“Give yourself, lose yourself,” Taraka sings. It took a lot of faith for us both to commit to Prince Rama without a backup plan. But upon returning to college in Austin, the reality of sitting in a classroom paled in comparison to touring and playing in Prince Rama, so I left school to be a full-time member of the band and embarked on a journey into the unknown, saturated, wilderness of the Brooklyn music scene — my sister by my side.

In the eight years since that first eye-opening trip to England, we have played thousands of shows, gone to more than forty countries, been on hundreds of flights, spent countless hours in a van together, released a dozen records and collaborated on multiple large-scale art installations and videos.

There have been many painful moments…

There have been many painful moments: an installation at Art Basel in Miami that made us want to quit the band due to creative differences. An accusation about our physical moves on stage being too similar, resulting in a vow of silence that lasted two days on tour. Coming home from an excruciating European tour only to find that our bank account had -$86. Seeing one of our band members arrested during a sound check just before our album release show. The discovery of unfaithfulness in a romantic relationship while in touring Australia. The rejection from our dream label coming just moments before going on stage. Having our van broken into and all of our gear, merch and laptops stolen. Miscommunication while being interviewed live on camera leading to an uncomfortable re-evaluation of our relationship.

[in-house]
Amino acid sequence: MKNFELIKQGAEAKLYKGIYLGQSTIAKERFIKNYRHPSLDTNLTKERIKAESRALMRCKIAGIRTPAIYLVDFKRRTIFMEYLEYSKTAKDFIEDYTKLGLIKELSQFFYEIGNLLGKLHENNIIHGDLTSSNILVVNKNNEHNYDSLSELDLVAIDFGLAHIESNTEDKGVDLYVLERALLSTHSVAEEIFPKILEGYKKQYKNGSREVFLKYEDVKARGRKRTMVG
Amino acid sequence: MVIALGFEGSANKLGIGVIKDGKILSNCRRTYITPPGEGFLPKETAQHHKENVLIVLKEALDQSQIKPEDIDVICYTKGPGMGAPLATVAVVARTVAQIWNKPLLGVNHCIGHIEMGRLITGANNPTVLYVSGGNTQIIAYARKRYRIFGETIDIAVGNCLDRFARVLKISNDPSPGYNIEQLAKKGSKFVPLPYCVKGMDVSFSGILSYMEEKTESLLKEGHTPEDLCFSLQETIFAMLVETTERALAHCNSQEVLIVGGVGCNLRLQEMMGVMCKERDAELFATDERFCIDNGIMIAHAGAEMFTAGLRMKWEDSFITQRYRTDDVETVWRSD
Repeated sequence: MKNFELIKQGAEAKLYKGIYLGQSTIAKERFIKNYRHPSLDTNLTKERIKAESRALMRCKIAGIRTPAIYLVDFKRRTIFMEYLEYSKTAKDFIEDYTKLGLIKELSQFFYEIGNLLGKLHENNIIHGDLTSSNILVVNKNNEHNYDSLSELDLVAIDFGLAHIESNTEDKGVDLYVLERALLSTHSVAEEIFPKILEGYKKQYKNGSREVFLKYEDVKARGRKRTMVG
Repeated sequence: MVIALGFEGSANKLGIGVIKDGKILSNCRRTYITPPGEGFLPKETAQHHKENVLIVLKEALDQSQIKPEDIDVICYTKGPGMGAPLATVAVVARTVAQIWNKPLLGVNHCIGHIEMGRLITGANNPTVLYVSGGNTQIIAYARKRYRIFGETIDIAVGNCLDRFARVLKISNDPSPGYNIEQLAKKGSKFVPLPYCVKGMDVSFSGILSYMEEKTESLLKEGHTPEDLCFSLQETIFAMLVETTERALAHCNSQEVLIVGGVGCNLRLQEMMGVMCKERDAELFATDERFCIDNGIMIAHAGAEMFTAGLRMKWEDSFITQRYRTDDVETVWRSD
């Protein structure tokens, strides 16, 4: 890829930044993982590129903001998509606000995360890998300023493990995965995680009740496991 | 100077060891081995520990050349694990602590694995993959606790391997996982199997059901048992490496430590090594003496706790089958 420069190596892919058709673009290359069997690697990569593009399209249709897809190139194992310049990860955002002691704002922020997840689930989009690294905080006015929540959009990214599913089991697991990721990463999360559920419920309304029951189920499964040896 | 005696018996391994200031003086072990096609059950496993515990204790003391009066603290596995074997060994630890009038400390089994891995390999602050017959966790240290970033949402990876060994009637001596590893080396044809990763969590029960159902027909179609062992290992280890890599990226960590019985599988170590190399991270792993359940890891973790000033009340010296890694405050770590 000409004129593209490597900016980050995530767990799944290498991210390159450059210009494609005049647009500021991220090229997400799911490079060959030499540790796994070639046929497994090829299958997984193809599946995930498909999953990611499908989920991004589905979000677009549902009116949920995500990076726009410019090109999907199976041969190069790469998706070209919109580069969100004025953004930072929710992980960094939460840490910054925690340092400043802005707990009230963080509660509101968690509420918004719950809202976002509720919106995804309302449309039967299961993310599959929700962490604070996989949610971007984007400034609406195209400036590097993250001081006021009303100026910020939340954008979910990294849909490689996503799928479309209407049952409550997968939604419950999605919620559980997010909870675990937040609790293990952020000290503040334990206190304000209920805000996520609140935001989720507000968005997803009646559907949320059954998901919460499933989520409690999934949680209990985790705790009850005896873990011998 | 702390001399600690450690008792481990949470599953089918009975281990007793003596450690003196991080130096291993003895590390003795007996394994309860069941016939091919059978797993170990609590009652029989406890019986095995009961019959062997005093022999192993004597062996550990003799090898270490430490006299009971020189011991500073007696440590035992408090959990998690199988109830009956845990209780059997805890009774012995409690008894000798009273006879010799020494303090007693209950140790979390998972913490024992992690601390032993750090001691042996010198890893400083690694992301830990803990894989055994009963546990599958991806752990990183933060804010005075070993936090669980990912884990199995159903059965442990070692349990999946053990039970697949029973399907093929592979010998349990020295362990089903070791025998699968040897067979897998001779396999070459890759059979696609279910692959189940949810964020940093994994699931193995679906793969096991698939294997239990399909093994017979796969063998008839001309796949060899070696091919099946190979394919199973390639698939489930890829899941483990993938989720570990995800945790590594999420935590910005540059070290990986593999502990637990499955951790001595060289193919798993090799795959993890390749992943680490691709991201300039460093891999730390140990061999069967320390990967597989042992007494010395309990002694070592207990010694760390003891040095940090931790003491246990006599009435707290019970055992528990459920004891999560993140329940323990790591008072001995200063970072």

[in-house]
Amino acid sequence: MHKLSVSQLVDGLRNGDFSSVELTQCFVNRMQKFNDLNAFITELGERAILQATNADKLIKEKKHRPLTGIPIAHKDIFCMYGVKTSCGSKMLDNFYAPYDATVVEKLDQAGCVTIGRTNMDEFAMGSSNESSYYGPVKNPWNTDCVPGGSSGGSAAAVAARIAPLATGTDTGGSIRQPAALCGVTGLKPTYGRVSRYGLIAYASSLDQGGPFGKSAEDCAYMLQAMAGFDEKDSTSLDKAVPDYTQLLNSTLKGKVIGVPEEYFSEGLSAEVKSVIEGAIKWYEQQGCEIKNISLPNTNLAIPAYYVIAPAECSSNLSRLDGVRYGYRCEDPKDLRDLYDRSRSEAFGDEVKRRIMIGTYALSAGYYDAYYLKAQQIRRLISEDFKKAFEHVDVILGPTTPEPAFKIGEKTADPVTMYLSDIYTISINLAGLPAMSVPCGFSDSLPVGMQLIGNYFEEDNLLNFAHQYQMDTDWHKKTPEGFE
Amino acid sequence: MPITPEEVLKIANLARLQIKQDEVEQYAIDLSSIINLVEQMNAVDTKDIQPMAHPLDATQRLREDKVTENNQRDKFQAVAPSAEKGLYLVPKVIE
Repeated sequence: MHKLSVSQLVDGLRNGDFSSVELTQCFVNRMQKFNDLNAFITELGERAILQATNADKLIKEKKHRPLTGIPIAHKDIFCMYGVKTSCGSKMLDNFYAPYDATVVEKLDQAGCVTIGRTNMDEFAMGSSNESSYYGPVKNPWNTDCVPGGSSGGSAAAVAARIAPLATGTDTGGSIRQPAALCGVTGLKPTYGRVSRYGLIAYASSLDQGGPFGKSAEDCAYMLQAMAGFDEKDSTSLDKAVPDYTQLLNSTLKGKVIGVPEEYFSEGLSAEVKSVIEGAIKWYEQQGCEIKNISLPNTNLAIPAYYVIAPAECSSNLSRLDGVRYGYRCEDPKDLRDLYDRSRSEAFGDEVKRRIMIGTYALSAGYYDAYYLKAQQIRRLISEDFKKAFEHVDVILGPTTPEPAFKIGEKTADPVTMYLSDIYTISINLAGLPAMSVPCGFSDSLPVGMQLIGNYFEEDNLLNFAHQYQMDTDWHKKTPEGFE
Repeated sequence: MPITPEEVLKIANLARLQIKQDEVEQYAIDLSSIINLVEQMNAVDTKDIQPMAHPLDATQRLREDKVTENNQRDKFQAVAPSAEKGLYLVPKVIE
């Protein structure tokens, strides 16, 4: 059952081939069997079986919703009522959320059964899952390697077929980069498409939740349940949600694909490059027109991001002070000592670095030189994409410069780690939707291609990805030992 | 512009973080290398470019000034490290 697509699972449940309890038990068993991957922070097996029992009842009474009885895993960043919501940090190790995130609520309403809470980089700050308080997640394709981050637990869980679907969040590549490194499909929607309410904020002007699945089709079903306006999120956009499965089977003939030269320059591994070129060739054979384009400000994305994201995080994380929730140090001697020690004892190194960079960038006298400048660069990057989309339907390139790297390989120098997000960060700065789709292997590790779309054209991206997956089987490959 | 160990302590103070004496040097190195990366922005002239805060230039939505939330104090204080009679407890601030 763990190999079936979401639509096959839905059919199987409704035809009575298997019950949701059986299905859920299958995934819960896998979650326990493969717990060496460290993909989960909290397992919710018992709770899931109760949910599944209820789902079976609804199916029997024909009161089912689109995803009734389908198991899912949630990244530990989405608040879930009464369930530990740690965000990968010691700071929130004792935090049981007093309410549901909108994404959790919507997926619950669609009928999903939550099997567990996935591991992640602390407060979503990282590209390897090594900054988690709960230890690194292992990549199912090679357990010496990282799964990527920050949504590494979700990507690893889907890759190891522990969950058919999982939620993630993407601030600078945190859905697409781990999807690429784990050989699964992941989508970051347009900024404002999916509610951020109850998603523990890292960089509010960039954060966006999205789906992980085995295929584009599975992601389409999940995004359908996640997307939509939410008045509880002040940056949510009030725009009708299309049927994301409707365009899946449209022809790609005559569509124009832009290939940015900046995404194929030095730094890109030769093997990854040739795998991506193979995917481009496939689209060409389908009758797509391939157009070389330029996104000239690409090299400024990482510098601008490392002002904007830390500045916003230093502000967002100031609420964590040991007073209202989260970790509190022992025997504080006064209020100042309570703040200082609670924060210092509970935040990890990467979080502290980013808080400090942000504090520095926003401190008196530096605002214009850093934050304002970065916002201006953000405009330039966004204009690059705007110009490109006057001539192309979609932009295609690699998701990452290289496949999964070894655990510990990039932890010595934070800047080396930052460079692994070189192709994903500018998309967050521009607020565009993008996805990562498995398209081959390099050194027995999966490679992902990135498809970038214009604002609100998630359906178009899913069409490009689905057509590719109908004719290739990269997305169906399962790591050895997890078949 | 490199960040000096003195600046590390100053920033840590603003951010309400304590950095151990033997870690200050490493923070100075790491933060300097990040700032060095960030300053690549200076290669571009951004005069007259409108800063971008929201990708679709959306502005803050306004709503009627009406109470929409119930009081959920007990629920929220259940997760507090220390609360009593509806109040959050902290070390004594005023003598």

Taraka sings, “Contemplating hopelessness, excavating emptiness/Agony, ecstasy, confusion, jealousy/Now is the time of emotion, now is the time of emotion.”

But there have also been so many magical moments: rolling down a cement wheelchair ramp outside the venue in Adelaide, Australia, with Taraka wrapped up in my arms laughing about what a fun show we had just played. Taraka’s contagious excitement while shrieking, “We’re going on tour with Animal Collective in Europe!!!” Marveling at the enormous mirror ball suspended in glistening silver tinsel at the entrance of our venue in Moscow. The hours spent sweating in a sauna in Estonia that led to the writing of our album Xtreme Now. Being surrounded by our family and friends as we held hands watching the video we worked on for a year, “Never Forever,” premiere at the MoMA Dome in the Rockaways. Playing on the edge of a gigantic half-pipe while pro skaters whizzed past us. Fighting with flaming swords and skydiving for upcoming music videos. The most magical thing of all is that I am sharing these experiences with the person I share my blood with.

Taraka sings, “FUN to find, believe in something FUN to find, believe in something…”

This is what I’ve learned about Taraka as a band member…

How lucky I am to be collaborating with a woman who strives to live presently in her self-declared ‘Now Age.’